North Korean leader Kim Jong Il _ known for shunning air travel _ has six luxurious trains equipped with reception halls, conference rooms and high-tech communication facilities, a South Korean newspaper reported Monday.
There are also 19 stations across North Korea exclusively for Kim's trains, which have a total of some 90 carriages, the mass-circulation Chosun Ilbo newspaper said, citing an analysis by South Korean and U.S. intelligence authorities.
It said the intelligence was obtained by U.S. spy satellites and U-2 reconnaissance planes and the testimonies of North Korean defectors.
The National Intelligence Service _ South Korea's main spy agency _ and the U.S. military command in Seoul said they couldn't confirm the report.
The paper said Kim uses the trains when he makes inspection visits to local army units and factories or travels abroad.
It said each train is equipped with armor and has conference rooms, reception halls, bedrooms, wall-mounted TVs and modern communications equipment like satellite phones, enabling the leader to get debriefed on major issues and issue orders while traveling.
To cope with any possible attempts to harm Kim, his train also travels with two other trains with the first one running ahead of his to check the safety of railway lines while the second one carries security agents and follows behind, the paper said.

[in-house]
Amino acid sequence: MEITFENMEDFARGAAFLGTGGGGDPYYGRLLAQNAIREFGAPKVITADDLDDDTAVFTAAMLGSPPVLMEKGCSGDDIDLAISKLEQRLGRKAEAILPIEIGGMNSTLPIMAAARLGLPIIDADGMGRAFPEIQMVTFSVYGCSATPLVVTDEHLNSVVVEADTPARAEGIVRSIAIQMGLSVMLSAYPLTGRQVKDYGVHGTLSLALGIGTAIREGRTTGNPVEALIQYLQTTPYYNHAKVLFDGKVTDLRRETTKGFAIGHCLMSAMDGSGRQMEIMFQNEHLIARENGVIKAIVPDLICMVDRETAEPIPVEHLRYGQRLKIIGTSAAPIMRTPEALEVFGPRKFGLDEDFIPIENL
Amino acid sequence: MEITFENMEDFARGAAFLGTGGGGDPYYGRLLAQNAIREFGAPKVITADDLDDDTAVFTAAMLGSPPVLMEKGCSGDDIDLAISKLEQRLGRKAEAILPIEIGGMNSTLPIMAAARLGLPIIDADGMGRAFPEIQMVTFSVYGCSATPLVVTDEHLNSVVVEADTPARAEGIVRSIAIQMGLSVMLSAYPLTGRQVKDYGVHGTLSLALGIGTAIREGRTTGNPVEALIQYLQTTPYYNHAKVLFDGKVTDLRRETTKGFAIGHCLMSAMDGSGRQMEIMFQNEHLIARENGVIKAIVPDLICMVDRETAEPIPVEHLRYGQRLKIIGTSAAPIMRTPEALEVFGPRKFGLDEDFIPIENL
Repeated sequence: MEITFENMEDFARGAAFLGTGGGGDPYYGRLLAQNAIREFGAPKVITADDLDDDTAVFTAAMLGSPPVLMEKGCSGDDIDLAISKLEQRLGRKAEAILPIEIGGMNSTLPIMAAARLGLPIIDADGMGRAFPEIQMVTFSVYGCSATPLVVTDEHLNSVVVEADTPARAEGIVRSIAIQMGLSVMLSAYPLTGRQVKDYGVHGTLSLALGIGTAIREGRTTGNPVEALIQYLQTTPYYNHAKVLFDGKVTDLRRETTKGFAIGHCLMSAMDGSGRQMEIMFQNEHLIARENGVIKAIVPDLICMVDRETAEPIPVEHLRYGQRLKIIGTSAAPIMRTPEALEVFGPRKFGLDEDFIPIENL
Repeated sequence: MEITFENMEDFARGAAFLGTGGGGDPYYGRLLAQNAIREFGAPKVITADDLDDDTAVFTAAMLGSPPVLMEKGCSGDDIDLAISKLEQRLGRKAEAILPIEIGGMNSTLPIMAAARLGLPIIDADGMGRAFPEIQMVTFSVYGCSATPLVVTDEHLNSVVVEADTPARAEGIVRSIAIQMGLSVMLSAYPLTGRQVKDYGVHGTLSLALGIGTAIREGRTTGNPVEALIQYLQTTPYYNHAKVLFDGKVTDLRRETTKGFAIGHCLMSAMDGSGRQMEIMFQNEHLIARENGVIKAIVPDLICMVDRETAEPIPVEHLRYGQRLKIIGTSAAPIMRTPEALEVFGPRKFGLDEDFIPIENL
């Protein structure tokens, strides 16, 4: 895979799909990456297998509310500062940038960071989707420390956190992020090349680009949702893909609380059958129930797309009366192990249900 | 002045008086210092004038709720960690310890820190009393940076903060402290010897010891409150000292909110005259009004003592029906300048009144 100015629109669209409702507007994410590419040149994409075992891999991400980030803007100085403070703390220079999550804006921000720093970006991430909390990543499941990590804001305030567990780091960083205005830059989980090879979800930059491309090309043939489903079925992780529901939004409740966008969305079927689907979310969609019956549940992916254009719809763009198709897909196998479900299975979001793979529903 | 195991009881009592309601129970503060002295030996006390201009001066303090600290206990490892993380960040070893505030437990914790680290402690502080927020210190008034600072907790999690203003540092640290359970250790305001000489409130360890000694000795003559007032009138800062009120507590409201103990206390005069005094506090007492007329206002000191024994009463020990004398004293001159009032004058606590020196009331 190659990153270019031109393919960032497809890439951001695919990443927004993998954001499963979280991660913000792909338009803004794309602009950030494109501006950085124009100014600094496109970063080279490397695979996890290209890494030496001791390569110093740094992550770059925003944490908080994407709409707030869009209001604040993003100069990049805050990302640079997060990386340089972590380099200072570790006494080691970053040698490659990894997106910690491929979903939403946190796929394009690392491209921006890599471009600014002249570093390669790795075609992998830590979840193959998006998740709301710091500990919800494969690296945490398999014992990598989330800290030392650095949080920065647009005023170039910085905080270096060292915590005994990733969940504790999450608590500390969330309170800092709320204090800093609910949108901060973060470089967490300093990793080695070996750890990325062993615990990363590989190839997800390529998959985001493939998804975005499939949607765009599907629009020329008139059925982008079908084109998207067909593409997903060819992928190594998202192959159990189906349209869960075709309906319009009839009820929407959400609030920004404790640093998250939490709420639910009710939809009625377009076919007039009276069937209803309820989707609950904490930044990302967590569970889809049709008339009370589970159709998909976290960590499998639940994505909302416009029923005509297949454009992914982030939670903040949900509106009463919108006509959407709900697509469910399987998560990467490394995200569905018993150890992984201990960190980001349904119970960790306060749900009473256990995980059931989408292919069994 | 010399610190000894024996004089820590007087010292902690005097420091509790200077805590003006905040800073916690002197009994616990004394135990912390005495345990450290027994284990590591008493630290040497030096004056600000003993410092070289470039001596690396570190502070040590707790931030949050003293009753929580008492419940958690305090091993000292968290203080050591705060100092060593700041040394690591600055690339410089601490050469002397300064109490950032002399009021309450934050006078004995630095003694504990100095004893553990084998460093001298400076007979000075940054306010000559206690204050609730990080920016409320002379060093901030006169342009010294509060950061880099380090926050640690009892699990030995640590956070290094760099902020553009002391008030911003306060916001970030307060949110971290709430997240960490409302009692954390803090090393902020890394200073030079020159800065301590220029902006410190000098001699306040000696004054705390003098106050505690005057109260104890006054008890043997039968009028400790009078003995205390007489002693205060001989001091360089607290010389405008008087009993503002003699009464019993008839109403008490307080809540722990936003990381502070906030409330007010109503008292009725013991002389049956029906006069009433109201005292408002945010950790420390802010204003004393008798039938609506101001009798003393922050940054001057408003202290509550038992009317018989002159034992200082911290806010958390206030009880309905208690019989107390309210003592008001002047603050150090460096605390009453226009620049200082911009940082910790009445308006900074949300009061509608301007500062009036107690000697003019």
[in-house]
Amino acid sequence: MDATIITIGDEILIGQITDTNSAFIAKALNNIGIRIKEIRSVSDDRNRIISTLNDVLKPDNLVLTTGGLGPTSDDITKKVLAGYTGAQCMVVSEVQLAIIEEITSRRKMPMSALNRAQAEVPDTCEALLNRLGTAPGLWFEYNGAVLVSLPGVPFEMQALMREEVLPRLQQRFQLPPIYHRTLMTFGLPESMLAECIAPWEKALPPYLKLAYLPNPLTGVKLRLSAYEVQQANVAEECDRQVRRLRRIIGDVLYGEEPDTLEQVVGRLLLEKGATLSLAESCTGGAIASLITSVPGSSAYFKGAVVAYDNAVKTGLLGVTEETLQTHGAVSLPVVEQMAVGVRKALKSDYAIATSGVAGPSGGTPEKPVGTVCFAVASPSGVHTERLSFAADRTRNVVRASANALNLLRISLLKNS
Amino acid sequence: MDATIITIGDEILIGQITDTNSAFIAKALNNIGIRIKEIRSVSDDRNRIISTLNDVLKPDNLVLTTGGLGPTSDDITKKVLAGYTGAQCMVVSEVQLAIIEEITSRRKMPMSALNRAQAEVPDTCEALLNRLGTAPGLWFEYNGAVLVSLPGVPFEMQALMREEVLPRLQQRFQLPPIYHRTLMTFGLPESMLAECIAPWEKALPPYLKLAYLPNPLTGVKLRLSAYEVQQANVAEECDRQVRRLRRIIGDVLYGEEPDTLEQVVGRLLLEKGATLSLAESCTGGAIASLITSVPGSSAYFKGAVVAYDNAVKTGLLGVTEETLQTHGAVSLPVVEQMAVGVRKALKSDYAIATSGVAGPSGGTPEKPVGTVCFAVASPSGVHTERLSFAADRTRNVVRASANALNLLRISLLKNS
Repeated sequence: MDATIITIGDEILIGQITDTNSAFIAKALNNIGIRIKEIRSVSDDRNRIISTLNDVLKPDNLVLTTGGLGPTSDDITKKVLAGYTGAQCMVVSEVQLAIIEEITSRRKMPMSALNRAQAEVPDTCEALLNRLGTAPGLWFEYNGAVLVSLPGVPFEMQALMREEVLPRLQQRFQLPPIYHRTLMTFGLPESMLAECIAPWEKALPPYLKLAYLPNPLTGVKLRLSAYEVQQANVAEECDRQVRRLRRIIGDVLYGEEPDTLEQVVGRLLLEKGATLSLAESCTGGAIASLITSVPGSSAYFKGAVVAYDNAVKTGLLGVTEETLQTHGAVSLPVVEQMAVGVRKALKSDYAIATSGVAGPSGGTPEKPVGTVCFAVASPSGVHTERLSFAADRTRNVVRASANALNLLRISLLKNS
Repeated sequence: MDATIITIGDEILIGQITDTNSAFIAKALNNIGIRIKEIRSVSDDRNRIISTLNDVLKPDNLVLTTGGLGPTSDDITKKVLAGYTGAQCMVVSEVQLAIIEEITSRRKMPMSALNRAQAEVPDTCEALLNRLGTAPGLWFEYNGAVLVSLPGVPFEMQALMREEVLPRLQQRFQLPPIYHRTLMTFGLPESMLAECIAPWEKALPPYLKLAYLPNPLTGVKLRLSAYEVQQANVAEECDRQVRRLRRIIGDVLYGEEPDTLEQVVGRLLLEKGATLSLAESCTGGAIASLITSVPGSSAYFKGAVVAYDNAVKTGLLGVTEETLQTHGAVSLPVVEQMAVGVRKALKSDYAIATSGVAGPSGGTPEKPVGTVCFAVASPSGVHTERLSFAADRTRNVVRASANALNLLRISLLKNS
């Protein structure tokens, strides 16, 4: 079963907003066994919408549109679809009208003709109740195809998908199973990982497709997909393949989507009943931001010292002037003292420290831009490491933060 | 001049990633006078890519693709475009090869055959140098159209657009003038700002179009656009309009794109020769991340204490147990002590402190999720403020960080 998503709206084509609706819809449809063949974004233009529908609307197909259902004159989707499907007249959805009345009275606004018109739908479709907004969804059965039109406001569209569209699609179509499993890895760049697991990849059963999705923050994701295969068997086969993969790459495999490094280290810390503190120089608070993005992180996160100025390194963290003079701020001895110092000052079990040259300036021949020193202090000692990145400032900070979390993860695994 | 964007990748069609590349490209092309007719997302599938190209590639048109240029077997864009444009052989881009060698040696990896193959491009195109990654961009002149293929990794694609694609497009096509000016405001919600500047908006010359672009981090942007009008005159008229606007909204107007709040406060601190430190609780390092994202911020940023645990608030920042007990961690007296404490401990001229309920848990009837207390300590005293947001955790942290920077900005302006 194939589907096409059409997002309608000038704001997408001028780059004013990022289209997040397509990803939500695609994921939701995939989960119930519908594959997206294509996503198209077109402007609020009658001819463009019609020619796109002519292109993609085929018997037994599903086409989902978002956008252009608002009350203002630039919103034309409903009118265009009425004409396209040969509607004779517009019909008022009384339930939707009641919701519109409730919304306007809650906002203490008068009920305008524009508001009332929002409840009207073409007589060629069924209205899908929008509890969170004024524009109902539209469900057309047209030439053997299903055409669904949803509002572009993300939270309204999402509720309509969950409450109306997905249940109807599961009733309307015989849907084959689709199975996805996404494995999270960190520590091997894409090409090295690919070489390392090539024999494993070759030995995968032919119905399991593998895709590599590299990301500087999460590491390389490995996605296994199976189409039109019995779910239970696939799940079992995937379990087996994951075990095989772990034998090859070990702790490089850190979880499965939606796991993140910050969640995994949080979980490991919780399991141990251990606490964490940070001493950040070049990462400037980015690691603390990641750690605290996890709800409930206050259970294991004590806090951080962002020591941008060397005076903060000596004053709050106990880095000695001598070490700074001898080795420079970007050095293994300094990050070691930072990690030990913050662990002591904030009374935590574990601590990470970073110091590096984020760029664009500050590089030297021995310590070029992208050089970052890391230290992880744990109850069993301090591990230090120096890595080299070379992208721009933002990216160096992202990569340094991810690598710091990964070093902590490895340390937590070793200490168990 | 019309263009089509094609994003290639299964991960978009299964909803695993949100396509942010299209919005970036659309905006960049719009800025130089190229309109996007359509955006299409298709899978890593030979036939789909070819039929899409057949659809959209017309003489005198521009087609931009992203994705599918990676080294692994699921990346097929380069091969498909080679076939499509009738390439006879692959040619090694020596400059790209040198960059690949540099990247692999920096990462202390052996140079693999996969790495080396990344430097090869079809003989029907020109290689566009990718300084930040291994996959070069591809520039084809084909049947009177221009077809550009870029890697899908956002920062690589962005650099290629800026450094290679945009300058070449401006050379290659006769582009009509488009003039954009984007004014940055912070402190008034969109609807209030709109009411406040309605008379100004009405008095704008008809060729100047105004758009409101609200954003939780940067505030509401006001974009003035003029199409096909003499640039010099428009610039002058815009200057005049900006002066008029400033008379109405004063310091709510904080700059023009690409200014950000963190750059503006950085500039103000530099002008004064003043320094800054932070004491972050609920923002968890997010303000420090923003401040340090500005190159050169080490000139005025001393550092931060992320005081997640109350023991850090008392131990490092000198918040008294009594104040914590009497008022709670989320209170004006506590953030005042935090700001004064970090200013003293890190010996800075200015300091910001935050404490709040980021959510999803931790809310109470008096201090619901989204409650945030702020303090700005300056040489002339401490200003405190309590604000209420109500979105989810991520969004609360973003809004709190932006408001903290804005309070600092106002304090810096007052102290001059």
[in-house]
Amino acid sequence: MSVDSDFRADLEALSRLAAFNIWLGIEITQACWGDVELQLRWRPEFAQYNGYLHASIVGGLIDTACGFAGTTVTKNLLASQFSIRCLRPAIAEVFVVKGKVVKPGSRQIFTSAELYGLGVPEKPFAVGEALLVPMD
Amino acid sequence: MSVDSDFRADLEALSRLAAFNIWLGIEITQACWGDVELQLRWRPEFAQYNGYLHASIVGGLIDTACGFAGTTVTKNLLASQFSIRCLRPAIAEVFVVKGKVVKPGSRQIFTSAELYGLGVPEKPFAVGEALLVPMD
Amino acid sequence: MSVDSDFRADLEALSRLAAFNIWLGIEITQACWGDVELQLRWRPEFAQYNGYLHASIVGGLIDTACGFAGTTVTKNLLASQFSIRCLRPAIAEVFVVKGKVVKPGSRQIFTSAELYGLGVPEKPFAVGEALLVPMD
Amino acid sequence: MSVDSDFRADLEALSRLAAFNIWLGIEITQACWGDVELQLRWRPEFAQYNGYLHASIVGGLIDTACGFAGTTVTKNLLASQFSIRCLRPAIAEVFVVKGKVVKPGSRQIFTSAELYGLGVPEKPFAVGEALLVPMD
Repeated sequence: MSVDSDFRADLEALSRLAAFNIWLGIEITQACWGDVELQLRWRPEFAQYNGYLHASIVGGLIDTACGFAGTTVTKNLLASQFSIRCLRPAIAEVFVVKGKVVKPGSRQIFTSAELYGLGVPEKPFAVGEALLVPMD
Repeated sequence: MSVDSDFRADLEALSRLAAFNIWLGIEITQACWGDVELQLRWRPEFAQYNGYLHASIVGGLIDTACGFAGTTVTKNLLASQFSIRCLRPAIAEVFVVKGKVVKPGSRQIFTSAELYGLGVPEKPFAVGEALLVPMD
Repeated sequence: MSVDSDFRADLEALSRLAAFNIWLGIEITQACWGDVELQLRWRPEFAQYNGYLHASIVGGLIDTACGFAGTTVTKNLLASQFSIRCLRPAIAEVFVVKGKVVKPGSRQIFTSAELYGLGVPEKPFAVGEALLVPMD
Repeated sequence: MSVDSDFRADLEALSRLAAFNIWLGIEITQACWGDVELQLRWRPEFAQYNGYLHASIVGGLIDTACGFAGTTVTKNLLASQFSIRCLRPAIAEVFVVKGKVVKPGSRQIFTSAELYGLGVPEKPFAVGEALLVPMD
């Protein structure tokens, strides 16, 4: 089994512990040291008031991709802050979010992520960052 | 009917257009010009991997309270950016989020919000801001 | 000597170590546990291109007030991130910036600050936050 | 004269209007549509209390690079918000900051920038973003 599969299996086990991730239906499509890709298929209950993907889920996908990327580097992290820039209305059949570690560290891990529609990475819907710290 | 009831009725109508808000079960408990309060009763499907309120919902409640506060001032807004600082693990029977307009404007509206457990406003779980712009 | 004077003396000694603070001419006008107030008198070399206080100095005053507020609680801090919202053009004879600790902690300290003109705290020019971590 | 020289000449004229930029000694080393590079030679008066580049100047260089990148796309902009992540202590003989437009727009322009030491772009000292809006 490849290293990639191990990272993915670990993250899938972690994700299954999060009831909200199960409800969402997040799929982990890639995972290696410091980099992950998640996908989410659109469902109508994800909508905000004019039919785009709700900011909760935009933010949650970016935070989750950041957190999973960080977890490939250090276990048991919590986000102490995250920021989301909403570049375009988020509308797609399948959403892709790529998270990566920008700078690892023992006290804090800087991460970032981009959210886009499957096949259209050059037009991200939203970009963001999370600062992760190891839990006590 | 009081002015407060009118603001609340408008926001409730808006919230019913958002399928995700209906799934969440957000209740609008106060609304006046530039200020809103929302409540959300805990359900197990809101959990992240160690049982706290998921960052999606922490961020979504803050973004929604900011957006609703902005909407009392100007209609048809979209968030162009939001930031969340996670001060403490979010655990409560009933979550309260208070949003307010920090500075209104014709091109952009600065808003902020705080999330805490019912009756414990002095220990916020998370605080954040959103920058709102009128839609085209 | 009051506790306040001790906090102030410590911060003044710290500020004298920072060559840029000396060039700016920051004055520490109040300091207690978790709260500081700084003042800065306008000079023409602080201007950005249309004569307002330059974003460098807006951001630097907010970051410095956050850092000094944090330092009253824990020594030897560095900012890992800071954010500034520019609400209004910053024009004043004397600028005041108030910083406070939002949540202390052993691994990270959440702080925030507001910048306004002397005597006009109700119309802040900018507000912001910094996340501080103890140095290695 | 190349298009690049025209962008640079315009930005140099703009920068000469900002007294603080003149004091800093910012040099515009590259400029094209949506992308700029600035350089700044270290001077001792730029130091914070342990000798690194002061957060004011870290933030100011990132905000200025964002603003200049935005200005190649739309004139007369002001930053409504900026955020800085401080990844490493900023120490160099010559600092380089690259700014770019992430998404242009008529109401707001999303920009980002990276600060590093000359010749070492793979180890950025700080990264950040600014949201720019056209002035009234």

Kim's train usually travels at a speed of 37 mph (60 kph), it said.
The paper quoted an unidentified source as saying security measures on Kim's trains were boosted following a 2004 train explosion that killed about 160 people and injured an estimated 1,300 others.
The blast in the North Korean town of Ryongchon near the border with China was believed sparked by a train laden with oil and chemicals that hit power lines.
But the explosion occurred hours after Kim reportedly passed through the station on his way home from a three-day visit to China, sparking speculation it might have been an assassination attempt.
The reclusive Kim rarely travels abroad _ and only under tight security and avoids planes. He last visited China in 2006, though state media recently reported that Chinese President Hu Jintao has invited to visit again.
It's not clear when or even if the 67-year-old Kim, who reportedly suffered a stroke last year, will accept the invitation.